ForewordTo say that the Catholic world is in a state of doctrinal confusion today would be an almost comical understatement, were not the issues involved—the individual salvation or damnation of every man, woman, and child on the planet—so important. Despite the wealth of defined dogmatic teaching that the Church has produced over twenty centuries, the actions of many prelates, priests, and theologians (some in the highest reaches of the hierarchy) have obscured the truths of the Faith for many, if not most, Catholics and non-Catholics.This has happened before. In the 16th century, the successive revolts of Martin Luther, John Calvin, and Henry VIII and their brethren, together with pre-existing abuses and doctrinal questions that opened the door for their defections, created an enormous amount of confusion in the Church. All areas of Catholic life—pastoral, devotional, and liturgical—suffered. As kings and princes began to create their own state churches and enforce membership in these fake churches on their hapless subjects, Pope Paul III (1534–1549) decided, in concert with Holy Roman Emperor Charles V, that the time had come to call a new Ecumenical Council. This was slated to air Protestant complaints, reform Catholic practices, define or redefine disputed dogmas, and reconcile Christian princes, with a view to uniting Christendom and reviving the Crusades. Pope and Emperor agreed that it would convene at Mantua on May 23, 1537. Renewed war broke out between the Emperor and the French, thus delaying the opening. Two years of delays led the Pope to cancel the whole process.Emperor Charles V, however, was very keen on the idea, and on December 13, 1545, the Council at last convened at the city of Trent. The seat of a Prince-Archbishopric of the Holy Roman Empire, it was Charles’ choice for the Council’s location. During the next few years in eighteen sessions, doctrinal decrees would be issued on the Holy Scriptures, Original sin, Justification, the Sacraments in general, Baptism, and Confirmation. An outbreak of the plague and various other things, including Paul III’s death, led to the Council being prorogued indefinitely on September 17, 1549.The new Pope, Julius III (1550–1555), agreed with Charles V that there should be no further delay. The Council Fathers gathered at Trent on May 1, 1551. The Emperor and Pope concurred that the Protestants should appear at the Council and present their case—although without being able to vote. Although some of the Reformers did set out for the Council, in the end none appeared because of their inability to vote. Nonetheless, important work was done, and decrees defining Catholic teaching on the Holy Eucharist, Penance, and Extreme Unction were passed by the delegates. Unfortunately, at this juncture, the Emperor’s war against the Protestants took a turn for the worse, and Maurice, the Elector of Saxony invaded Tyrol. The Council was broken up by the threat on April 28, 1552. As Julius III retreated ever more into his strange interests, the prospect of reconvening the Council receded, while his successor, the stern reformer Paul IV, had other fish to fry in clearing out from Rome the moral detritus left by Julius. Moreover, Charles V had abdicated in 1555; his brother and successor as Holy Roman Emperor, Ferdinand I, was not as interested in Council as his brother had been—at least initially.Pius IV (1559-1565) was determined that the council should be reopened and brought to a successful conclusion. From January 18, 1562 to December 4, 1563, the Council met at Santa Maria Maggiore, and continued until its final adjournment on 4 December 1563. The final doctrinal decrees were on Matrimony; Cults of Saints, Relics, and Images; and at last the very topic that had excited Luther so much way back in 1517: Indulgences. The documents were signed at last by 255 Council Fathers, and the bull of ratification was published by the Pope on January 26, 1564.The Council had asked the Pope to continue its work by publishing definitive versions of a catechism based upon its decrees; shepherded through by Pius IV’s nephew, St. Charles Borromeo, this appeared in 1566, and remains today as the most clear, unambiguous, and authoritative catechism in print. Having appeared under St. Pius V, the catechism was soon joined by revisions of the Breviary and Missal, the latter of which remained substantially unchanged until the mid-20th century.Almost two centuries later in the 18th century, the Catholic world had changed considerably. On the one hand, Latin America, the Philippines, and various other new regions had been added to the Church; but on the other Protestantism had solidified into its own bloc of nations, the Enlightenment and the French and succeeding Revolutions had toppled Monarchs, and there was no more Holy Roman Emperor. Scientism and Socialism were sapping the faith even of Catholics—and the supposedly Catholic government of the new Italian Kingdom was struggling with the Papacy for control of the remainder of the Papal States. At any moment, Bl. Pope Pius IX (1846-1878) faced an imminent invasion of his own capital, Rome.The many struggles around the world between Catholics and governments intent on usurping the rights of the Church in various ways were at once symbolized by and subsumed into the one the Pope faced. This fact, combined with the spread of the telegraph, newspapers, and steamships put the Pope very much into the forefront of the Church’s worldwide struggle. The Ultramontanist party in every Catholic land called for the closest possible unity between the national Churches and the Holy See and with each other. In the face of all of this, Bl. Pope Pius IX convoked an Ecumenical Council, Vatican I. Although they all refused in varying tones from polite to contemptuous, all of the Eastern Orthodox Patriarchs had been invited as full participants to the Council by the Pope as an attempt to end the Eastern Schism.Opening on December 1869 at St. Peter’s Basilica rather than the Lateran (where the prior five councils in Rome had met) and adjourned on October, 20 1870, a month after the Italians at last conducted their long-threatened seizure of Rome, Vatican I accomplished far less than Trent. Nevertheless, it did deal definitively with two important matters. The first—the pretended clash between Faith and Reason, which Liberalism had pushed to the forefront of national life in so many countries—was dealt with in the Dogmatic Constitution on the Catholic Faith (Dei Filius). Far more controversial and hotly debated at the time was the dogma of Papal Infallibility, at last defined in the First Dogmatic Constitution on the Church of Christ (Pastor aeternus). The Council was then prorogued. It would not be officially concluded until the eve of Vatican II.Much of course has changed since then. But what has not changed is the essential nature of these defining documents. Regardless of changes in technology, fashion, liturgy, or anything else, these pages contain the bare minimum of what it is to be Catholic: if one can read it all and agree with it all, he is a Catholic; if not, not. In the current period of confusion, a clear guide to spiritual reality such as this is utterly essential; we all owe a debt of gratitude to Loreto Publications for making it available. Charles A. Coulombe Trumau, Austria Vigil of the Nativity of St. John the Baptist - 23 June 2022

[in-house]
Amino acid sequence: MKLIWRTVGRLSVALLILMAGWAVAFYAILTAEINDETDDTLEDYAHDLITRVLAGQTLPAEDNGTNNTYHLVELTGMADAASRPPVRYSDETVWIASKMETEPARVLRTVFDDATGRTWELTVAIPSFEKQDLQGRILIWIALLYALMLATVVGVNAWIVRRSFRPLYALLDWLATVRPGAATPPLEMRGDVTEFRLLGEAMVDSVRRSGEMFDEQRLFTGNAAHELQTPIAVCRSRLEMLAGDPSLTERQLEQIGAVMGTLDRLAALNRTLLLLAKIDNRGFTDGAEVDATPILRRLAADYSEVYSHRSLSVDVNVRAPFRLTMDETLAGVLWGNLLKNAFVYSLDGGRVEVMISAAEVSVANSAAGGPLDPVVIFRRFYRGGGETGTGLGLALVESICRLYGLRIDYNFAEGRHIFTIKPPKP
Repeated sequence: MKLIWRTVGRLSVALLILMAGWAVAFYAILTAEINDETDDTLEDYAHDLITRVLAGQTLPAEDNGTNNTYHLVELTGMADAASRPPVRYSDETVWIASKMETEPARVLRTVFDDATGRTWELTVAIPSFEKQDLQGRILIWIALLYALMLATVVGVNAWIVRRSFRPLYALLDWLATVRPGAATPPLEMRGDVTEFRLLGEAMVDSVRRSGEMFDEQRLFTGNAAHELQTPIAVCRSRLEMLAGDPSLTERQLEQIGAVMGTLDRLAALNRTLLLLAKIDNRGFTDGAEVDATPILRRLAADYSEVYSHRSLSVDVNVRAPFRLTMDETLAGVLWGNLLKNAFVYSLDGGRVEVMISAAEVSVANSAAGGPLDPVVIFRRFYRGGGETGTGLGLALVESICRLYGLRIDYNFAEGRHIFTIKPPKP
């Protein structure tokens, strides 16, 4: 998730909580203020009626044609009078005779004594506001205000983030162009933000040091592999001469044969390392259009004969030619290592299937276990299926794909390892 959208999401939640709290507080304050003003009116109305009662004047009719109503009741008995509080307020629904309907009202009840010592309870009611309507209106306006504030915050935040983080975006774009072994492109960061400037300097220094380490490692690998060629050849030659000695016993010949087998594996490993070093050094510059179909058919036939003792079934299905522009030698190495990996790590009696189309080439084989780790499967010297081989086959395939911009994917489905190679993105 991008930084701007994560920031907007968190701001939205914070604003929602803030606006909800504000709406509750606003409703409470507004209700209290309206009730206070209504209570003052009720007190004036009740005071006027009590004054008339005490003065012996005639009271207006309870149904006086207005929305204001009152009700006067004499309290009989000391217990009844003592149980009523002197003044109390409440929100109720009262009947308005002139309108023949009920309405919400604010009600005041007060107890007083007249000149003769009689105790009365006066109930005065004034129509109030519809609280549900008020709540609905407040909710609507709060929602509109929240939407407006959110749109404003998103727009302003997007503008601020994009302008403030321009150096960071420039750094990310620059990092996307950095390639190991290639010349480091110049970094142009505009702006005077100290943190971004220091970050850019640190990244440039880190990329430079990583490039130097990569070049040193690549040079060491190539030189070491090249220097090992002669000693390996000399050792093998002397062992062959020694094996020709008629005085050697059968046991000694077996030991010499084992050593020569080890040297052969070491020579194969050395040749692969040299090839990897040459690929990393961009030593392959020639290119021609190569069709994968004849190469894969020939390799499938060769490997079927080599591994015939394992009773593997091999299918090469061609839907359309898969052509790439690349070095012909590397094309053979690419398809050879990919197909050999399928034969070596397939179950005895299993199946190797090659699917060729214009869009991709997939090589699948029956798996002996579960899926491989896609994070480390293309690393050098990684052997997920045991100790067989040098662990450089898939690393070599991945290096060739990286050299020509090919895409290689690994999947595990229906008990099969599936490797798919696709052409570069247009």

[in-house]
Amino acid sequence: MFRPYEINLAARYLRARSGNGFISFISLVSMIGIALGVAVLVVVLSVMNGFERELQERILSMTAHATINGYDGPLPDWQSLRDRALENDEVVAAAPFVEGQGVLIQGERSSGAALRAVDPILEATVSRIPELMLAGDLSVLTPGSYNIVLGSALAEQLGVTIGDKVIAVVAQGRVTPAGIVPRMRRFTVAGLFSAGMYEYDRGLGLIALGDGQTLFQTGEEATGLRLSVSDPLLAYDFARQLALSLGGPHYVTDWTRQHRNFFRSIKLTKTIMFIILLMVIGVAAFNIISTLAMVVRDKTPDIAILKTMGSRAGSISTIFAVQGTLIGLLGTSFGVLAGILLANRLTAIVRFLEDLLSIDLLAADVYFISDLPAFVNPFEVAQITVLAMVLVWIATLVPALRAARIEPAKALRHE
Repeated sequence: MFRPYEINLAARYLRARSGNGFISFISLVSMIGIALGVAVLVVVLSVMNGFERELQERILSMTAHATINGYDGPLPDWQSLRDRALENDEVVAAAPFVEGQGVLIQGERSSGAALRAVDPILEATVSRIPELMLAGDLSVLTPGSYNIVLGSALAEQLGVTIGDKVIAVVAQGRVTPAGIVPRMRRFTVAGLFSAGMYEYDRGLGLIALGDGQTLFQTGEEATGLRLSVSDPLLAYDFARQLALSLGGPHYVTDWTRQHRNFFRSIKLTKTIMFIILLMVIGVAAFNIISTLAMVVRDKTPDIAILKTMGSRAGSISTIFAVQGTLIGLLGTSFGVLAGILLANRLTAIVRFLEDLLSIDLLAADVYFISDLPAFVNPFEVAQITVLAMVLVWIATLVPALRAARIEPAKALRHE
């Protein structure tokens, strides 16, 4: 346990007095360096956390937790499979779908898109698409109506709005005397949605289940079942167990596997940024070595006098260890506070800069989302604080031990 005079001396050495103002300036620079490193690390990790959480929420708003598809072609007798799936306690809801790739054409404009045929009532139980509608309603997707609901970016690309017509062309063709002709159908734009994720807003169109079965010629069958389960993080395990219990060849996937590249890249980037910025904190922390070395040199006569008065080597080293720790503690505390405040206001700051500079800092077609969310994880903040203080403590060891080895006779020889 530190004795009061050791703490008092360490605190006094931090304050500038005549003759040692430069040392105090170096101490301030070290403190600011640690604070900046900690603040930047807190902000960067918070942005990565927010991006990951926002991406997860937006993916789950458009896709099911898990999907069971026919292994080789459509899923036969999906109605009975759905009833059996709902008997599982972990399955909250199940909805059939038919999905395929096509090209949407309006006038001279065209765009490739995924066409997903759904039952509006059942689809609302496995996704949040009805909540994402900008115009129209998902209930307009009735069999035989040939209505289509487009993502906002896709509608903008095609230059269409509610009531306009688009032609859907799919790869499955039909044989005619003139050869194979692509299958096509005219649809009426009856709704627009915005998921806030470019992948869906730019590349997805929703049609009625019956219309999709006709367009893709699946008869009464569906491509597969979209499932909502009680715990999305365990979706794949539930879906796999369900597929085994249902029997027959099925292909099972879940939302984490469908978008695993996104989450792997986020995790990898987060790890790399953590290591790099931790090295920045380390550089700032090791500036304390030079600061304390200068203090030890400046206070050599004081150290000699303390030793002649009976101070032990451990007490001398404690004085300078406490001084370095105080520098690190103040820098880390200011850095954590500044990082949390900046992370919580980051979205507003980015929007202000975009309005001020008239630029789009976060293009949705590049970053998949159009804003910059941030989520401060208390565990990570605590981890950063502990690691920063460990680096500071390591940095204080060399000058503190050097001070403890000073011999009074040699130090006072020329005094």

The Council of TrentSymbol of Faith - Canonical Scriptures - Original Sin - Justification, Sin, & Merit - The Sacraments in General - Baptism - Confirmation - The Eucharist - Penance - Extreme Unction - Communion: Under both Species & of Children - The Mass - Holy Orders - Matrimony - Purgatory - Relics - Indulgences - Profession of Faith The Council of Vatican IDei FiliusDogmatic Constitution on Faith - God the Creator - Revelation - Faith - Faith & Reason — Canons: God the Creator: Revelation: Faith: Faith & Reason